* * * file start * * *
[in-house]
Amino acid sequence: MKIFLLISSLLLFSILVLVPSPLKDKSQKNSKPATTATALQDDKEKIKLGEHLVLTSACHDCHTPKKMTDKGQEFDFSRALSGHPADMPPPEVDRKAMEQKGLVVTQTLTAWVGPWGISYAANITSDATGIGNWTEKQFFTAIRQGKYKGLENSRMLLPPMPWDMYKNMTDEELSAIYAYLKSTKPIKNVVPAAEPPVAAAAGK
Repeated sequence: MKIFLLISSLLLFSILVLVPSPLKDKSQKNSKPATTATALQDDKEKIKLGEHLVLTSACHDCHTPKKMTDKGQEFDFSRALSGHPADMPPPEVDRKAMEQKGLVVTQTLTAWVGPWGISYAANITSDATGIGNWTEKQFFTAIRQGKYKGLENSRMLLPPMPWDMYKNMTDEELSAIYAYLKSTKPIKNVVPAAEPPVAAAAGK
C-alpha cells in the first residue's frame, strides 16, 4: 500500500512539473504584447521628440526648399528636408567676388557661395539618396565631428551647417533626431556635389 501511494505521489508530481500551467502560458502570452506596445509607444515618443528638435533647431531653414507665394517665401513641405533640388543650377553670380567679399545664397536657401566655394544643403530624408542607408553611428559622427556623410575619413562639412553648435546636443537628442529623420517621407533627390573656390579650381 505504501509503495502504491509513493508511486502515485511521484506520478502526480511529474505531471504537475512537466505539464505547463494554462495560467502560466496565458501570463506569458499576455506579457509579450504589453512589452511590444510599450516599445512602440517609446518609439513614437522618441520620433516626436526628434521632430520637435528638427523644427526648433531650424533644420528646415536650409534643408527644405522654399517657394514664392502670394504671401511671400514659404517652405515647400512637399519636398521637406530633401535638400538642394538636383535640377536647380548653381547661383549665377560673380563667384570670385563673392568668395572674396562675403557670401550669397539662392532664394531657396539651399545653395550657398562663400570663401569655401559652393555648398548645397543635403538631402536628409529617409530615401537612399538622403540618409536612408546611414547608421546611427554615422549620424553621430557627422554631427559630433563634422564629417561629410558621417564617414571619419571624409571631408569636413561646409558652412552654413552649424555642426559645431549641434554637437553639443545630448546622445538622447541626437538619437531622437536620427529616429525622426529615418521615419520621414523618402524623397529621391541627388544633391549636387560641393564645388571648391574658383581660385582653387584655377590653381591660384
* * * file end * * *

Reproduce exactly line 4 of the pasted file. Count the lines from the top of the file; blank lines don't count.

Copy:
C-alpha cells in the first residue's frame, strides 16, 4: 500500500512539473504584447521628440526648399528636408567676388557661395539618396565631428551647417533626431556635389 501511494505521489508530481500551467502560458502570452506596445509607444515618443528638435533647431531653414507665394517665401513641405533640388543650377553670380567679399545664397536657401566655394544643403530624408542607408553611428559622427556623410575619413562639412553648435546636443537628442529623420517621407533627390573656390579650381 505504501509503495502504491509513493508511486502515485511521484506520478502526480511529474505531471504537475512537466505539464505547463494554462495560467502560466496565458501570463506569458499576455506579457509579450504589453512589452511590444510599450516599445512602440517609446518609439513614437522618441520620433516626436526628434521632430520637435528638427523644427526648433531650424533644420528646415536650409534643408527644405522654399517657394514664392502670394504671401511671400514659404517652405515647400512637399519636398521637406530633401535638400538642394538636383535640377536647380548653381547661383549665377560673380563667384570670385563673392568668395572674396562675403557670401550669397539662392532664394531657396539651399545653395550657398562663400570663401569655401559652393555648398548645397543635403538631402536628409529617409530615401537612399538622403540618409536612408546611414547608421546611427554615422549620424553621430557627422554631427559630433563634422564629417561629410558621417564617414571619419571624409571631408569636413561646409558652412552654413552649424555642426559645431549641434554637437553639443545630448546622445538622447541626437538619437531622437536620427529616429525622426529615418521615419520621414523618402524623397529621391541627388544633391549636387560641393564645388571648391574658383581660385582653387584655377590653381591660384